Archos came out of nowhere to take the portable media market by storm, attracting a small but vocal market that likes to watch DivX movies on the move. In the meantime, the market has gone mainstream with the Sony PSP, but the ordeal of movie transfer and the cost of Memory Sticks mean that it's simply not an option for the serious media user. While Archos' media players have suffered from poor-quality screens and an archaic design, the drag-and-drop interface and simple TV recording made them a winner with advanced users.
The Gmini 402 omits TV recording in favour of a VGA video camera. The result is a player that can only be used with a PC, and the poor quality of the camera makes it feel like it's being sold on the basis of a cheap gimmick. Video playback is good, boasting a quality that's on a par with the company's AV500, but it's so small that widescreen video ends up the size of your thumb. Something of a missed opportunity, then, but cheap enough to warrant interest from media-player virgins.
Considering it houses a 20GB hard drive, the Archos Gmini is small and light, with a durable casing that will protect itself in a rucksack. The Gmini range is small enough to go in your pocket unnoticed, but it has a detrimental effect on the screen -- it's an equally diminutive 2.2 inches diagonally and a 4:3 format. Both these factors combine to make the device unsuitable for movie viewing, and given the fact that most TV shows are now shot in widescreen too, the actual amount of image on screen is very small indeed. The pixel resolution of the LCD is a low 220x176 pixels, with 262k colours.
Despite a prolific output over the last year, Archos still hasn't found time to take a retrospective look at its godawful interface. Despite the fact that we (and many other reviewers) have criticised the players' button layout across innumerable iterations, the same ambiguous controls and unfriendly menu system has been transferred across. For example, if you want to play a video file, you inexplicably have to press the button with a square stop sign on it. Volume and rewind/fast-forward are located on the D-pad, with no indication of this to newbies. Prepare to throw common sense out of the window when becoming acquainted with the device.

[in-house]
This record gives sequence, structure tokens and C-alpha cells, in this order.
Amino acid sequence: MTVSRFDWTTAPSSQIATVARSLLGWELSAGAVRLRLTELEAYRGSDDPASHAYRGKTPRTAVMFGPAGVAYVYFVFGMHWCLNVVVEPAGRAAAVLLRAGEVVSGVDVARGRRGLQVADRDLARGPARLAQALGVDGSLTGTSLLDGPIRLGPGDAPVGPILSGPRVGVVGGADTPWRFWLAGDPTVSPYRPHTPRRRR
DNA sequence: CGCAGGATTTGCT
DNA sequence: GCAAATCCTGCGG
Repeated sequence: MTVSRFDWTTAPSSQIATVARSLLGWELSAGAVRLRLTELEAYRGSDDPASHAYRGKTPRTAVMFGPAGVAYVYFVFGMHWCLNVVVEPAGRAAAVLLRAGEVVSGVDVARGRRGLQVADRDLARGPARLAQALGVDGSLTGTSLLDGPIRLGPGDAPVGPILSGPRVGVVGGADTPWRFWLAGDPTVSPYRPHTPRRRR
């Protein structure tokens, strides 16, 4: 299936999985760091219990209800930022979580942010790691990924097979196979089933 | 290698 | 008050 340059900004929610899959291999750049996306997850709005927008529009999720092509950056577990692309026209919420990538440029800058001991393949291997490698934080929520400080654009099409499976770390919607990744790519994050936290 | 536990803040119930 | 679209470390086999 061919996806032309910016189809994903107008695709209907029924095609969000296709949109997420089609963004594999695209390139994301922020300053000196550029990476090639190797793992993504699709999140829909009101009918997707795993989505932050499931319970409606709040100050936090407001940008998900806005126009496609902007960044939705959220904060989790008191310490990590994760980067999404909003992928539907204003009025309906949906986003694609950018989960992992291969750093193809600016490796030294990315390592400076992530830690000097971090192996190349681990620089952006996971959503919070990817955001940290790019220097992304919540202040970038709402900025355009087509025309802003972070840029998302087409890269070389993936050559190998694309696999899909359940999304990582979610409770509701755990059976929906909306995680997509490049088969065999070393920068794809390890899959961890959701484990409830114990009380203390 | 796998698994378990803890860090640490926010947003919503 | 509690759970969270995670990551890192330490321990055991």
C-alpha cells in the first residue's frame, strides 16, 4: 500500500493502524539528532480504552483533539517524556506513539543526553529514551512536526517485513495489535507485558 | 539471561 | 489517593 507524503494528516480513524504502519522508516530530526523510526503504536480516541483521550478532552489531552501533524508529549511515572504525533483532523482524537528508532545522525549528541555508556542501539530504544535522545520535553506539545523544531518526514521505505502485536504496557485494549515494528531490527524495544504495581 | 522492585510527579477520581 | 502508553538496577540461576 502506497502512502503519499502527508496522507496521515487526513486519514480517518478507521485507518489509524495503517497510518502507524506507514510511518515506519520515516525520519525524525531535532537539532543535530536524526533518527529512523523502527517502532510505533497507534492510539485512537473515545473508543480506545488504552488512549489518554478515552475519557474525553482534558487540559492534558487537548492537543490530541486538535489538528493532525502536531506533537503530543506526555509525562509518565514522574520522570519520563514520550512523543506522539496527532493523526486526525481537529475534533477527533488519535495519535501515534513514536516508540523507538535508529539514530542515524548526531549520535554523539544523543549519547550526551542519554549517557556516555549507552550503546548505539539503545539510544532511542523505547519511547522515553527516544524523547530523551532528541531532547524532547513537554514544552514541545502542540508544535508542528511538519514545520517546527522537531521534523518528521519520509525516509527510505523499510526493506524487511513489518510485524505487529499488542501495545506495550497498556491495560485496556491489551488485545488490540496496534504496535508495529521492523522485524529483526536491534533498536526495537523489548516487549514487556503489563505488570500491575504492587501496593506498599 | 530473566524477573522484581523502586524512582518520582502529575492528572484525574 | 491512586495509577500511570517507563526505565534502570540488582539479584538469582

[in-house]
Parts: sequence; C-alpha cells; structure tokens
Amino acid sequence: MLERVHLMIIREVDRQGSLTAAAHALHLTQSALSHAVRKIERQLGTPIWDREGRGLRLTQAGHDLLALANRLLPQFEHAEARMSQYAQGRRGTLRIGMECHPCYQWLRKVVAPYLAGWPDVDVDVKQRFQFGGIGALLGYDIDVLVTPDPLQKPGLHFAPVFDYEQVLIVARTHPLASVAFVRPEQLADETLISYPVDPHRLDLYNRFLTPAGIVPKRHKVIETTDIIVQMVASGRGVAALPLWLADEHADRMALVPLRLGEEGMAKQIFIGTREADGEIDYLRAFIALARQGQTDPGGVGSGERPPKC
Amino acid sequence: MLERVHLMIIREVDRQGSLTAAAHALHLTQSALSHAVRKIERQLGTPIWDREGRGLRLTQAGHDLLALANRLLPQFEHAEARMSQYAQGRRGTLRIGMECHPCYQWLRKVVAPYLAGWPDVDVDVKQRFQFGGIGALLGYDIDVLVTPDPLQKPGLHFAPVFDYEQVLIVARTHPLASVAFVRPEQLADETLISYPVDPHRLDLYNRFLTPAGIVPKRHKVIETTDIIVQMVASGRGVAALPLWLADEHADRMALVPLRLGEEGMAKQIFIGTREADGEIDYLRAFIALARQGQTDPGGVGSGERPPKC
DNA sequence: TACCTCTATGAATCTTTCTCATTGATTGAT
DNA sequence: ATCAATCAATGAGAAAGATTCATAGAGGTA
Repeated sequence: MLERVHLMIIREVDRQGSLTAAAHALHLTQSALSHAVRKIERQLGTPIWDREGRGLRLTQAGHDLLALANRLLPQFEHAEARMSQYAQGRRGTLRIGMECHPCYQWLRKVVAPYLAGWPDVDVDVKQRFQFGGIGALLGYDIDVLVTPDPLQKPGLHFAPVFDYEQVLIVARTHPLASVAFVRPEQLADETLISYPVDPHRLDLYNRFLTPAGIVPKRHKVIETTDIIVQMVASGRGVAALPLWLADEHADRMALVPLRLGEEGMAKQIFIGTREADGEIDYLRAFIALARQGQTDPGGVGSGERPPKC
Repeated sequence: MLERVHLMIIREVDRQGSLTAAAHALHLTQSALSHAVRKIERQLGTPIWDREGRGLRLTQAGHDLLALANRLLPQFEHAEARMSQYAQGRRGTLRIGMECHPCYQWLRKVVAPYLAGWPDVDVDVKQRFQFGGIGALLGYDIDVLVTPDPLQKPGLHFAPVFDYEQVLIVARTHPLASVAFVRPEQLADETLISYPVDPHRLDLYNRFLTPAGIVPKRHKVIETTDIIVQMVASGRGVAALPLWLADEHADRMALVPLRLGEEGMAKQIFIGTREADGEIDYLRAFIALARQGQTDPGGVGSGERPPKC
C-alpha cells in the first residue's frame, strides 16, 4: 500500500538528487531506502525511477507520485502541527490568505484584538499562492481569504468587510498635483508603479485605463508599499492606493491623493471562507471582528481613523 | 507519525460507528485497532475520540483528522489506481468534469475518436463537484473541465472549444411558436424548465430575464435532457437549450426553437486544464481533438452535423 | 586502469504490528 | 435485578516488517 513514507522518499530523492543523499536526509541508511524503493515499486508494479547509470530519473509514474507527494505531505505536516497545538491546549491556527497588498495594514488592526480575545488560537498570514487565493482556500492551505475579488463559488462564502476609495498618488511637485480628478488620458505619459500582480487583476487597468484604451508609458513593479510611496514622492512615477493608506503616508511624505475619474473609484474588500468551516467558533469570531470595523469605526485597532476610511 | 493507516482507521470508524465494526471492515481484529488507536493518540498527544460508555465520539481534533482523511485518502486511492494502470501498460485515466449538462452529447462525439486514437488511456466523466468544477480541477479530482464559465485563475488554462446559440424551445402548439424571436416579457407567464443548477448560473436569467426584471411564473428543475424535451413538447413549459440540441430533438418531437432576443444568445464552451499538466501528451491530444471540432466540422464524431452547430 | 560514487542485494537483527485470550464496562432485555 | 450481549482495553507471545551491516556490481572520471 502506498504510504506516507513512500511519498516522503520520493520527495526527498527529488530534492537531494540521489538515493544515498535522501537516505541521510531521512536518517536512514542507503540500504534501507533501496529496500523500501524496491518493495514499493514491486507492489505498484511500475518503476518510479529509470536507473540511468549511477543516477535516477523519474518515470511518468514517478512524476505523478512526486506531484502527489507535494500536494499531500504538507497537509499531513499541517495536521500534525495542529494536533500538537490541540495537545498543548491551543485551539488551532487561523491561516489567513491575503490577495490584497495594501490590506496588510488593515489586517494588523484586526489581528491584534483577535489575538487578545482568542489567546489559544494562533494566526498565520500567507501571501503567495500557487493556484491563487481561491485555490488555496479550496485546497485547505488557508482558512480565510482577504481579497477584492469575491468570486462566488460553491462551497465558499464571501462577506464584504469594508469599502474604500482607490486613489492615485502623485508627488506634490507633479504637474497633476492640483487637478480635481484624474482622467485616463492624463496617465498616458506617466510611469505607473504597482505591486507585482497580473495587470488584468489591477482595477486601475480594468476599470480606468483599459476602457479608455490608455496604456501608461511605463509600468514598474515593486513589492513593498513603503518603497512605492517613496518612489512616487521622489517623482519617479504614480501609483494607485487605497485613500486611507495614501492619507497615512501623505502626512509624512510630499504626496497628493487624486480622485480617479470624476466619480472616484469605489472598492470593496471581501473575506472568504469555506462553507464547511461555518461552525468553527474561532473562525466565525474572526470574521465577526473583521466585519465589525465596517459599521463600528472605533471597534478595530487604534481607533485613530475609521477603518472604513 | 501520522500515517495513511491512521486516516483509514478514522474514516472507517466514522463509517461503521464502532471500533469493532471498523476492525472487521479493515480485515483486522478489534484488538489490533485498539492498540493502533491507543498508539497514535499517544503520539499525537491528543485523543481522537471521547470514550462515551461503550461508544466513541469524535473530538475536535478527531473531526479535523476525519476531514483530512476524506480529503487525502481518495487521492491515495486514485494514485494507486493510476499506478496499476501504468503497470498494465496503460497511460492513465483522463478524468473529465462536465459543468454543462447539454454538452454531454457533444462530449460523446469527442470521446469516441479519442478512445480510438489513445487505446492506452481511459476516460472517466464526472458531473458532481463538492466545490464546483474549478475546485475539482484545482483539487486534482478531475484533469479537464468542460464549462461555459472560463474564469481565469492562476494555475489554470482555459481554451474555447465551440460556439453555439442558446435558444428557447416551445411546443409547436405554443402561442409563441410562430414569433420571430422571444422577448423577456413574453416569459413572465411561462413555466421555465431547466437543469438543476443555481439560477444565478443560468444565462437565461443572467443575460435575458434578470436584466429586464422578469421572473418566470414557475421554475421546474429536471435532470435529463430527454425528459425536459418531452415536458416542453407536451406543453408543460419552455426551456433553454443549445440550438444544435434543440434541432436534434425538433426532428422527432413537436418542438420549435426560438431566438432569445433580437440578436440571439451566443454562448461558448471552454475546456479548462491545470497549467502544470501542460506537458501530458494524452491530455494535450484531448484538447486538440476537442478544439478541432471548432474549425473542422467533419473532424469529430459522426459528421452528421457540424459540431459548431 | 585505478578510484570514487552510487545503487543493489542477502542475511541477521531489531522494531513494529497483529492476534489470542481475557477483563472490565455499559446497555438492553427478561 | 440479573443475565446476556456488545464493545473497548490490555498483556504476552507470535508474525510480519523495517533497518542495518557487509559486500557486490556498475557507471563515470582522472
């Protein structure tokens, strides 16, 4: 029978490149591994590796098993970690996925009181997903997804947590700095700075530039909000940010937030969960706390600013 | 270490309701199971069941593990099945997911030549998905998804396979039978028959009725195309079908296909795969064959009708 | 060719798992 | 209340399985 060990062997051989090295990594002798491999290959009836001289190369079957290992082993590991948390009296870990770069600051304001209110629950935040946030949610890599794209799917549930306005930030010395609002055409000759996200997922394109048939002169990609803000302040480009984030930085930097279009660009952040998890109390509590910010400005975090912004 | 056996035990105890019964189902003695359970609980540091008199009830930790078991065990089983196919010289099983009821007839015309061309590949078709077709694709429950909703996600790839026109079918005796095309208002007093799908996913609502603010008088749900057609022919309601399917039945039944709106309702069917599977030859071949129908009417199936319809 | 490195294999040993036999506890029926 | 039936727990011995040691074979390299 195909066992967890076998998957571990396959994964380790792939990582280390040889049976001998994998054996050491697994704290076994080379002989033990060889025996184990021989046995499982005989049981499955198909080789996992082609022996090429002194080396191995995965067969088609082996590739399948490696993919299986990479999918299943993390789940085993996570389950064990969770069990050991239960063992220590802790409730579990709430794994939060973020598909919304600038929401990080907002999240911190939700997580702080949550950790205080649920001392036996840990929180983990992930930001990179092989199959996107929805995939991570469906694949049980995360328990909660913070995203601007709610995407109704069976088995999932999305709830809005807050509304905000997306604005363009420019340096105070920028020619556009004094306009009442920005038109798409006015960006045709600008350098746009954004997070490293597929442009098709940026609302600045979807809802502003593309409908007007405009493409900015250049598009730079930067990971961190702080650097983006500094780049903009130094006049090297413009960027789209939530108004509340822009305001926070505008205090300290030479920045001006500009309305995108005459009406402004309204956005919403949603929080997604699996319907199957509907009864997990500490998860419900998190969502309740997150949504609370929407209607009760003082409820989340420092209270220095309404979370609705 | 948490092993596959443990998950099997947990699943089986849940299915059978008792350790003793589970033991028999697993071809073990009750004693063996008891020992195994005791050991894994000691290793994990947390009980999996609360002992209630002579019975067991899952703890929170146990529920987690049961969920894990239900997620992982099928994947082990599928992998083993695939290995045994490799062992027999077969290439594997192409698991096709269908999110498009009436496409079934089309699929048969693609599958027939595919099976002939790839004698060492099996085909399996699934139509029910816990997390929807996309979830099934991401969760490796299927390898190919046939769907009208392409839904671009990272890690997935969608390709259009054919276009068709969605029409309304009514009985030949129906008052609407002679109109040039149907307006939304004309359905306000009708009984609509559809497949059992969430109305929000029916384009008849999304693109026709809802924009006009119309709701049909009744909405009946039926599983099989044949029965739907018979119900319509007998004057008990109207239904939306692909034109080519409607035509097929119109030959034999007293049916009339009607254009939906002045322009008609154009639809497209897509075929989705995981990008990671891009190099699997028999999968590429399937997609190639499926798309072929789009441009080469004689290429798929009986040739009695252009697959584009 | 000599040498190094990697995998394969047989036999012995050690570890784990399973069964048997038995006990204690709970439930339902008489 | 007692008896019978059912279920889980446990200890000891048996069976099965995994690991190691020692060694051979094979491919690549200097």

Another strange design choice is placing the camera on the right of the back panel, meaning your fingers will sit right over it in normal use. It means that when you want to shoot video, you need to hold it one-handed on one side, which isn't comfortable, or to position your fingers around the lens. Surely it would have been possible to have the camera lens in the centre instead?
The normal range of Archos players come with a dock, but on the Gmini series all connectivity is on the main unit. The USB connector allows you to hook up to your computer, and data transfer speeds are some of the fastest we've ever seen. The second USB port allows you to hook up to other devices to use as a host. This means that you can connect your digital camera and transfer photos without having to use a computer as an intermediary. The headphone socket is self-explanatory, and the splitter included in the package is a nice bonus. Finally, a video cable plugs into the same headphone socket to let you output to a TV. However, it's only composite video, barely an acceptable quality for CRT TV owners, let alone flat-screen users.